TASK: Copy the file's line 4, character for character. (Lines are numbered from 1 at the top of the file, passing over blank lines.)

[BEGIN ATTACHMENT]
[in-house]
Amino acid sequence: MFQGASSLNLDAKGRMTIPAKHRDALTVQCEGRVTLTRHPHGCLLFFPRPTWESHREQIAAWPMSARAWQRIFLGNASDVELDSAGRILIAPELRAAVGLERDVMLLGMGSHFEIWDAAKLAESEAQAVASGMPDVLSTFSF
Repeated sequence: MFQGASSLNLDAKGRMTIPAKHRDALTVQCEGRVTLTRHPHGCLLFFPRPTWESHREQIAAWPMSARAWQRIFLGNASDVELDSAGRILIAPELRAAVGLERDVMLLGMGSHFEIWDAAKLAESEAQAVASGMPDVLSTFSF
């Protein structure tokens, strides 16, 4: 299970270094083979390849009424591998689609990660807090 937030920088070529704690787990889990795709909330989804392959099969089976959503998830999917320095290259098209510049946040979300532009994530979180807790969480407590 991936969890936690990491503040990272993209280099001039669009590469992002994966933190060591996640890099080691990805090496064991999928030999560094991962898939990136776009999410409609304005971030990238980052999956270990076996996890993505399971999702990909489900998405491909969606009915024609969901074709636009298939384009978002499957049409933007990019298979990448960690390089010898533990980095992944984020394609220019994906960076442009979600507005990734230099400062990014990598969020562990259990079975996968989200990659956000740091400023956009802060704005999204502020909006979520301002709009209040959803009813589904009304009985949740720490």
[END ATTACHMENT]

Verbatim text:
């Protein structure tokens, strides 16, 4: 299970270094083979390849009424591998689609990660807090 937030920088070529704690787990889990795709909330989804392959099969089976959503998830999917320095290259098209510049946040979300532009994530979180807790969480407590 991936969890936690990491503040990272993209280099001039669009590469992002994966933190060591996640890099080691990805090496064991999928030999560094991962898939990136776009999410409609304005971030990238980052999956270990076996996890993505399971999702990909489900998405491909969606009915024609969901074709636009298939384009978002499957049409933007990019298979990448960690390089010898533990980095992944984020394609220019994906960076442009979600507005990734230099400062990014990598969020562990259990079975996968989200990659956000740091400023956009802060704005999204502020909006979520301002709009209040959803009813589904009304009985949740720490």